Today's Topics in AgBioView.
Archived at http://www.agbioworld.org/listarchive/list.php
* Foods from Genetically Improved Crops in Africa
* GM Crops Vital for Hungry India, Says Experts
* European Leaders Urged to Take a Position on Gene Modification
* Scientists Urge Mexico To Support Biotech Crops, Products
* On Patagonia and DNA Uptake by Humans
* Inappropriate Comments (Re The Face of Terrorism)
* Value-Added Biotech Crops On Horizon
* The Biotech Boom: Creating Frankenforests
* Indonesia to Expand Bt Cotton
* Seed v Seed: Mass-producing Drugs
* Of Maize and Men: Is The Endorsement of GM Crops Science or Politics?
y around the world for the recent American tragedy)
Foods from Genetically Improved Crops in Africa
A 16-page colorful and informative brochure on agricultural biotechnology in Africa has been now posted on the AgBioWorld website at
It is a very well written booklet with colorful graphics. Please forward this information to others who may benefit from it. The brochure will certainly be useful in your public lectures and class room teaching. The brochure was developed by Dr. Maarten Chrispeels of the San Diego Center for Molecular Agriculture and Dr. Jocelyn Webster of AfricaBio. Please note that it is a '.pdf' file and requires a free software Adobe Acrobat Reader that will probably in your computer; if not, it can easily be downloaded at http://www.adobe.com
GM Crops Vital for Hungry India, Says Experts
New Indian Express, Sept 14, 2001 http://www.newindpress.com/
CHENNAI: Genetically Modified (GM) crops have significant commercial viability but caution needs to be exercised while introducing them to the Indian agricultural scenario, say experts. The advantages of reduced expenditure on pesticides, higher yield and enhanced nutrition may be offset by unacceptable pricing of seeds, control of technology by multinationals and the "unpredictable consequences of genetic modification,'' biotech watchers at the SPIC Science Foundation said.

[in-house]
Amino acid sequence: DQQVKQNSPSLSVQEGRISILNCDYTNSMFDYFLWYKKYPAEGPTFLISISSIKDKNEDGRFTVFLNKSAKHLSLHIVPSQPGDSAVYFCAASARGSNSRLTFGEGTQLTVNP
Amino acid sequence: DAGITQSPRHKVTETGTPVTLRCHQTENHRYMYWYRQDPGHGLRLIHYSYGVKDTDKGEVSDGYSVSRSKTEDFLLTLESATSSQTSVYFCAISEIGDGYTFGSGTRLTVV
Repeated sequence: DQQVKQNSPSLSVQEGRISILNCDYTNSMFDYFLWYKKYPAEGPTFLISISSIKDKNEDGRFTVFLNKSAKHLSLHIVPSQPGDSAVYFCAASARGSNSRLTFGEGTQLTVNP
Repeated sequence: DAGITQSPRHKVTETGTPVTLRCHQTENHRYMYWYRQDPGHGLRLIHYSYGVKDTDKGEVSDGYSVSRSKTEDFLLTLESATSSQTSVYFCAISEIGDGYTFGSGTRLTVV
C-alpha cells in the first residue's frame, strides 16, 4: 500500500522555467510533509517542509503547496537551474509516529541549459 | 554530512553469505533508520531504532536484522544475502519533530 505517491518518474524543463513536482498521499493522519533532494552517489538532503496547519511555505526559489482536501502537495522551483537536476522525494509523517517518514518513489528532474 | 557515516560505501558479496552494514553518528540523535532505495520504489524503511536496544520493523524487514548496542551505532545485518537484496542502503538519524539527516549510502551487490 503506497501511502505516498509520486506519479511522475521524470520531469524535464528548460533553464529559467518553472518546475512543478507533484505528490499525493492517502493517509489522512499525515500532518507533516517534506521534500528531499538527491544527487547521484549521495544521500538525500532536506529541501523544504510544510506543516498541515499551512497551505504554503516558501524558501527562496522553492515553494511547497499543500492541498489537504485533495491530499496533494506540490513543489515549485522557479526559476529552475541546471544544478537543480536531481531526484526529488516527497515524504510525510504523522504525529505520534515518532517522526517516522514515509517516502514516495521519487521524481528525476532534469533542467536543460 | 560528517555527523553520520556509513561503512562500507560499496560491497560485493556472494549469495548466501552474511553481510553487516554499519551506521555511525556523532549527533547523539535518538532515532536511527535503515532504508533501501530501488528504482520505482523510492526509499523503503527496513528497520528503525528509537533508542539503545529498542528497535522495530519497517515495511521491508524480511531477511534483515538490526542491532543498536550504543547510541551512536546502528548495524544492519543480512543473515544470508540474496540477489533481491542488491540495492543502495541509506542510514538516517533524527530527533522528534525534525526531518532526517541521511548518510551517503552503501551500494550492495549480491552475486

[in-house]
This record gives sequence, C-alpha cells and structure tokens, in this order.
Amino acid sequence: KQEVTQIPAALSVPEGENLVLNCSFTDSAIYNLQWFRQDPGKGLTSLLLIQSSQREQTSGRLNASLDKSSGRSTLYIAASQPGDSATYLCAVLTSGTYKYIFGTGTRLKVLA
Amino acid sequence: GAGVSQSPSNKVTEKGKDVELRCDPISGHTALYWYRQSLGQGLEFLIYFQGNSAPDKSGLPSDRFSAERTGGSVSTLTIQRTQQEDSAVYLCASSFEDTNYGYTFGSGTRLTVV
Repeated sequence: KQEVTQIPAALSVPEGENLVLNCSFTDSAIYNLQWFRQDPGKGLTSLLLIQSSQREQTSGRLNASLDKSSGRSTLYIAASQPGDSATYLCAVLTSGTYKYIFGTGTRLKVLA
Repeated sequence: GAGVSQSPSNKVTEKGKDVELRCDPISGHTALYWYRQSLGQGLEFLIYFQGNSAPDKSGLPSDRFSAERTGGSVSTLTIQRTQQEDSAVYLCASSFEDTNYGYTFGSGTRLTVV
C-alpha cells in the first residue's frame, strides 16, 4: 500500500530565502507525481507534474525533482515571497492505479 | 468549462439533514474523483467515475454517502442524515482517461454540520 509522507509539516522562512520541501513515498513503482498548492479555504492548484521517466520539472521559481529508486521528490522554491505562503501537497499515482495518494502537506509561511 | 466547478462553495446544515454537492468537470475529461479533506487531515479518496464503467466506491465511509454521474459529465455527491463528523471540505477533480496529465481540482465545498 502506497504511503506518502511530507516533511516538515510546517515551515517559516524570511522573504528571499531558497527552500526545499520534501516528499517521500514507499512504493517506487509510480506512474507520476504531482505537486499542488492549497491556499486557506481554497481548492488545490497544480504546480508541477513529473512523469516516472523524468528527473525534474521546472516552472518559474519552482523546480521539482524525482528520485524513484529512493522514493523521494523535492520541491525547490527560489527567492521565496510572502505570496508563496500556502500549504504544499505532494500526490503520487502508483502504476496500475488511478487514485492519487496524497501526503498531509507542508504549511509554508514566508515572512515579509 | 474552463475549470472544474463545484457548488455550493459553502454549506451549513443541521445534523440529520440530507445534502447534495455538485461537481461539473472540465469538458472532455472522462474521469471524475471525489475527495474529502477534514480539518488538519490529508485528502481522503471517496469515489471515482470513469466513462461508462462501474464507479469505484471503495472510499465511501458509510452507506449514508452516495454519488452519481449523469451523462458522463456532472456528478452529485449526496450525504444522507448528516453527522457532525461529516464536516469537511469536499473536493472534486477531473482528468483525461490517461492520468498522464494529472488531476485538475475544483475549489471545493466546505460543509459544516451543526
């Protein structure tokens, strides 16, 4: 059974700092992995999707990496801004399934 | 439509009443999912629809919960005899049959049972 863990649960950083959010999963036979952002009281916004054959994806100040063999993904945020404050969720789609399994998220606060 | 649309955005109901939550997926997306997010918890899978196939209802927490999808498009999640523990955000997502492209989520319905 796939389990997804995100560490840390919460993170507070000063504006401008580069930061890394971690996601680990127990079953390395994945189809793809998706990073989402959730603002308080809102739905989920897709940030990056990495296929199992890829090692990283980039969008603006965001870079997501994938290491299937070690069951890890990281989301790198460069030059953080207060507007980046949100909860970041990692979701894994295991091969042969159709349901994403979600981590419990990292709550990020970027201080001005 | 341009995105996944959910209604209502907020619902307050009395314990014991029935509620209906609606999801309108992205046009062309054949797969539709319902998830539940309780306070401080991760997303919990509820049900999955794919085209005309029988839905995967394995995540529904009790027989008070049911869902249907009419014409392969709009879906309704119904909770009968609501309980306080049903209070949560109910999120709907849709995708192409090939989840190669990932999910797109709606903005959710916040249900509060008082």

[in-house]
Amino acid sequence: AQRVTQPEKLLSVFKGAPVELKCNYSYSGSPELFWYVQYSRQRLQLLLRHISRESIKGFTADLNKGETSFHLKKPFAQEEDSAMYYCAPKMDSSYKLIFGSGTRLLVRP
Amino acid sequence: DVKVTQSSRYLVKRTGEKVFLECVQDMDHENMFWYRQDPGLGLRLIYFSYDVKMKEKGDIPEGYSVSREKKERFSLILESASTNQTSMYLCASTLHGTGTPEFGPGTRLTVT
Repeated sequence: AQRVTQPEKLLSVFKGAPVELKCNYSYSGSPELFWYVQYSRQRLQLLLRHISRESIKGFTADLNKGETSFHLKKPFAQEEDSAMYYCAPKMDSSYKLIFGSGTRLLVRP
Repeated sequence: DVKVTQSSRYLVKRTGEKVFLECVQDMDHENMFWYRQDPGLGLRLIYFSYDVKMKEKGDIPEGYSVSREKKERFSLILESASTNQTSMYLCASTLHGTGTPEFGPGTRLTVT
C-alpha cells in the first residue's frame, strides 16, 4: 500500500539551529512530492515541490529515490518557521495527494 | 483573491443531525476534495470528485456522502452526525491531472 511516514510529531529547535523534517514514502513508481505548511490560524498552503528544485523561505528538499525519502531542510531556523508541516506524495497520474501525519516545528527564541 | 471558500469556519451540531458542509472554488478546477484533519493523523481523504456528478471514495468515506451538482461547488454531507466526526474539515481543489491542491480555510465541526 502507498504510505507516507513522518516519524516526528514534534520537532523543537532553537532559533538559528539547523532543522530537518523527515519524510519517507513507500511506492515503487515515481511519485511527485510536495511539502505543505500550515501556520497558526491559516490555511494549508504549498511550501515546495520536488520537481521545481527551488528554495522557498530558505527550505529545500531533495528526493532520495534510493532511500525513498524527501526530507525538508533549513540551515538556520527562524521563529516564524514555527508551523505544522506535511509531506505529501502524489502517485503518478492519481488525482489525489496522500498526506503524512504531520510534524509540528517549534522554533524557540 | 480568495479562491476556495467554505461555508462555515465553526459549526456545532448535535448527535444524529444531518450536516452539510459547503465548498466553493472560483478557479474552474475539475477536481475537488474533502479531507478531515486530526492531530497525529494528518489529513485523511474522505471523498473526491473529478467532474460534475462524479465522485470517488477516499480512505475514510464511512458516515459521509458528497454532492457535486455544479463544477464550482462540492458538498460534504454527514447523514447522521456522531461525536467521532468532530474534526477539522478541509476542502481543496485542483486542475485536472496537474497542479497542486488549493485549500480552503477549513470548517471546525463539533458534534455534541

Transgenic or GM crops contain genes which have been artificially inserted rather than through pollination. The inserted gene sequence may come from another plant or from a completely different species. "GM crops are more important for us in India than for those in the western world who have enough to eat,'' says Dr. Joseph Thomas, Director, SPIC Science Foundation. He said GM crops had proved pest resistant, especially rice, maize and several vegetables. "Their use can save us enormous amounts of money that will be otherwise spent on pesticides,'' he said. Dr Thomas said that rice crops had been traditionally ravaged by the yellow stem borer pest and the rice blast disease.
Despite nearly 11 million hectares under cotton cultivation, Tamil Nadu farmers are struggling with low productivity. About 50 per cent of the total quantity of pesticides used in India are applied on cotton crops, he said. "In such a scenario, why not opt for GM crops?'', says Dr. Thomas.
Nutrition is another potential area. GM crops enriched with Vitamin A and iron can be developed. Nutrition levels in Tamil Nadu are extremely low with 28.2 per cent of households consuming less than 1890 kcal per consumer unit per day and 61.3 per cent consuming less than 2400 kcal per consumer unit per day. These statistics (National Sample Survey Organisation, 50th round, 1993-94) are shocking as the internationally accepted average calorie consumption is 2700 kcal.
More than 100 million acres are under GM crops worldwide. The United States alone has nearly 75 million acres under these crops. Fifty per cent of soybean and 25 per cent of corn produced in the US are GM variety. So, does this Does this indicate widespread acceptance? "The concerns of the general public must be addressed and they must not feel that scientists are playing God,'' says Thomas. He likens the resistance in various quarters to that felt by people when "innovations like electricity generation and in-vitro fertilisation were introduced.''